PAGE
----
When you think about the Whitsundays, you usually conjure up thoughts of warm glowing sun, crystal blue skies and water warmer than a hug from your nanna.
Well i think it is also necessary to add a whole bucket of torrential rain and perpetually being a sticky mess thanks to a not-so-lovely coating of sweat, sunscreen and humidity. That was the reality when I went sailing through the Whitsunday islands at the end of cyclone season, this may sound like a rant of a miserable getaway, but i assure you it was glorious. I don’t do resorts or get mani-pedi combos by the hotel pool– that is just not how I want to experience things, so even though I was drenched with rain for the first couple of days I set foot on our yacht and my fingers were turning into prunes, it was truly refreshing to just disconnect from my phone and enjoy nature. (My willpower is not that strong to just unplug from technology for a week — being in the middle of the ocean with no reception definitely helps, and far more relaxing than any digital-detox retreat.)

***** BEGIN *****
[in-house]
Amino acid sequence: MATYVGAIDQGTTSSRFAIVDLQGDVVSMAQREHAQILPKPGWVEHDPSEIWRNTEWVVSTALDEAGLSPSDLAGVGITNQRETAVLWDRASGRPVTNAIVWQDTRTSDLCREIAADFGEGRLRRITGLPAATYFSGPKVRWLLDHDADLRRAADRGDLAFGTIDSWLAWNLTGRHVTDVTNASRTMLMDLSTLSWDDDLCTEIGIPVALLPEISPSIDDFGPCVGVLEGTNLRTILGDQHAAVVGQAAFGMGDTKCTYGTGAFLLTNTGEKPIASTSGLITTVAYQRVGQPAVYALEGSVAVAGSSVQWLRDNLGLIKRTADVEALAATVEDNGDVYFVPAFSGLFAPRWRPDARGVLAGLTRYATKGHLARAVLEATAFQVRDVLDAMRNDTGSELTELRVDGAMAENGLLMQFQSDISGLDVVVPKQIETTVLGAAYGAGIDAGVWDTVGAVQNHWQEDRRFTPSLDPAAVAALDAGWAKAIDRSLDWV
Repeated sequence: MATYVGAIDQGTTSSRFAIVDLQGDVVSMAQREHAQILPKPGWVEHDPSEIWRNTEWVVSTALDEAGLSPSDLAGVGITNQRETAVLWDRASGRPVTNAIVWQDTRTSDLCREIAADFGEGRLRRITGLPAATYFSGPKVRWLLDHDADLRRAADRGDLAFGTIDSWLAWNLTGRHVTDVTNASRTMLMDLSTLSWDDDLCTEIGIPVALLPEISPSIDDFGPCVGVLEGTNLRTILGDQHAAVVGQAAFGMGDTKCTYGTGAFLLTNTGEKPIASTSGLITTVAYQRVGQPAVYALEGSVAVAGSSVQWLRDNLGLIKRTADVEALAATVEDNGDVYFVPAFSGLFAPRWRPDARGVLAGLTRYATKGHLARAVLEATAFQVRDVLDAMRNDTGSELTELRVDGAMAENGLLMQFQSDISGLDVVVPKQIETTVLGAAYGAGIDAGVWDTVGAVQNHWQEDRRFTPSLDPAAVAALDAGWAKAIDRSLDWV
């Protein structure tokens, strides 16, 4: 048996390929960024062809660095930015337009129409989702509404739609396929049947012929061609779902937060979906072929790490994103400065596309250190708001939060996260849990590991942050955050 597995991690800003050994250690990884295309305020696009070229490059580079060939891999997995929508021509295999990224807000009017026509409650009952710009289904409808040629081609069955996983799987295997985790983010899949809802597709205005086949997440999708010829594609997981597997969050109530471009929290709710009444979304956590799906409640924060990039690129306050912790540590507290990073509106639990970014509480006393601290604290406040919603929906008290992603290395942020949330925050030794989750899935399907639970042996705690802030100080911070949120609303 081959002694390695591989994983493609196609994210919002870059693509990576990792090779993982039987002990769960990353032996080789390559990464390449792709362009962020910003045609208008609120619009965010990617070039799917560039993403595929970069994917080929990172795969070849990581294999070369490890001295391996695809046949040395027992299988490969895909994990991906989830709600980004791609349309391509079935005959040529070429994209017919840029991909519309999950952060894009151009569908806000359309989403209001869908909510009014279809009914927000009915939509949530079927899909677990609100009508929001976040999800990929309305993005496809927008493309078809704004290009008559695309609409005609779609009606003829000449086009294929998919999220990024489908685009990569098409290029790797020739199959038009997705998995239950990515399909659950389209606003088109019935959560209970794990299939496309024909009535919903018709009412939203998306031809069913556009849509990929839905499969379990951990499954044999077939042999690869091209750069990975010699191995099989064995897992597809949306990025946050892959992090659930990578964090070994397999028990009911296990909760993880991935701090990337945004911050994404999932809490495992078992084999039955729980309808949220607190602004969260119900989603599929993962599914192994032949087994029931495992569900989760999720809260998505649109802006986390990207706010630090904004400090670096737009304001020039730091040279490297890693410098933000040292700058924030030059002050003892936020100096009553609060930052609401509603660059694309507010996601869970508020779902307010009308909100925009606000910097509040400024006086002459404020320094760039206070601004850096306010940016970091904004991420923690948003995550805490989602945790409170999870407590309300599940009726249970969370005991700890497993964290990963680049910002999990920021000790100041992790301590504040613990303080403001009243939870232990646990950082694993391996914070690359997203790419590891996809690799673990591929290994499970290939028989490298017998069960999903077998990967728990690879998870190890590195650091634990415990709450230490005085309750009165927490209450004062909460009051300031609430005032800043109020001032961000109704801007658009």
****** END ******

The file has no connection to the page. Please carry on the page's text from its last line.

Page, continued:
Before anyone thinks I’m the next Jessica Watson-sailing superstar; I think I should admit that I have never sailed before, I didn’t even know that there are nautical terms for the left side (port) and right side (starboard) of boats. So needless to say I wasn’t too confident to be sent on my way after one 4 hour briefing, I just made sure to pay extra attention on how to call MAY-DAY in the event our 40-foot yacht starts taking in water. One of us had some sailing experience, but overall we all learnt a lot on how to navigate the seas and it felt like an accomplishment after every day we set sail and made it to our destination safely.
So I didn’t do the usual things like snorkel the Great Barrier Reef or hang out in a resort on Hamilton Island, but I did explore rockpools and waterfalls on untouched islands and witnessed the most stunning rose-tinted sunsets, and made a couple of turtle friends a long the way. When you’re stuck on a boat with no reception you don’t really get a sense of #FOMO, all you can do is lower your anchor, pour yourself a cold drink, crack open the chips and just watch the sun silently slip past the horizon of the ocean, and then you gotta think “this is pretty good.”